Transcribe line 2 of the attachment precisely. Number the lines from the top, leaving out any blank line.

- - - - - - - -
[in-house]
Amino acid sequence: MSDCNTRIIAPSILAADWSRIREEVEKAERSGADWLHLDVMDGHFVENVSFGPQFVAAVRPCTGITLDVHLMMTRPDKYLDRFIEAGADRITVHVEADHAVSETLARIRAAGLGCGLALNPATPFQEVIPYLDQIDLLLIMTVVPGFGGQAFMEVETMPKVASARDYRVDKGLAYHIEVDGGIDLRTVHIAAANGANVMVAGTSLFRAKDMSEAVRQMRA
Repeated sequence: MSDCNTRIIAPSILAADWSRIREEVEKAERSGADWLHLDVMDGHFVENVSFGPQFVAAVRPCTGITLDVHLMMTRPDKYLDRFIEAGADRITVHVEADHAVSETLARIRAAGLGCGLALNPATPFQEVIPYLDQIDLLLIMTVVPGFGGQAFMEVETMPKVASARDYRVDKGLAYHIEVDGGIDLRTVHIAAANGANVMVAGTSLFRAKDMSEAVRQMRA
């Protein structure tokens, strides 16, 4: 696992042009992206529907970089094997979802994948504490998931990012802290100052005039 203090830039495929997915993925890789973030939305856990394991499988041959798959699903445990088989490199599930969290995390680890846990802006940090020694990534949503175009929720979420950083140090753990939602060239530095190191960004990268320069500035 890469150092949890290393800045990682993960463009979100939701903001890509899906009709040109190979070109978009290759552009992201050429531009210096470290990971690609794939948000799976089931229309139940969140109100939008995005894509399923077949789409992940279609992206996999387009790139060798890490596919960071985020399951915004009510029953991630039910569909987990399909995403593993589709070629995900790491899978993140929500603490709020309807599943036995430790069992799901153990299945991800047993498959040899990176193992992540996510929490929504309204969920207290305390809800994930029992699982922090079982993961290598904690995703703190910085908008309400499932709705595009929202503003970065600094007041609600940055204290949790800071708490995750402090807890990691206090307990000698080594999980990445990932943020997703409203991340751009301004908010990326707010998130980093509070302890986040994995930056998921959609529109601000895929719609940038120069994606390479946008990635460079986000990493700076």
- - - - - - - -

Amino acid sequence: MSDCNTRIIAPSILAADWSRIREEVEKAERSGADWLHLDVMDGHFVENVSFGPQFVAAVRPCTGITLDVHLMMTRPDKYLDRFIEAGADRITVHVEADHAVSETLARIRAAGLGCGLALNPATPFQEVIPYLDQIDLLLIMTVVPGFGGQAFMEVETMPKVASARDYRVDKGLAYHIEVDGGIDLRTVHIAAANGANVMVAGTSLFRAKDMSEAVRQMRA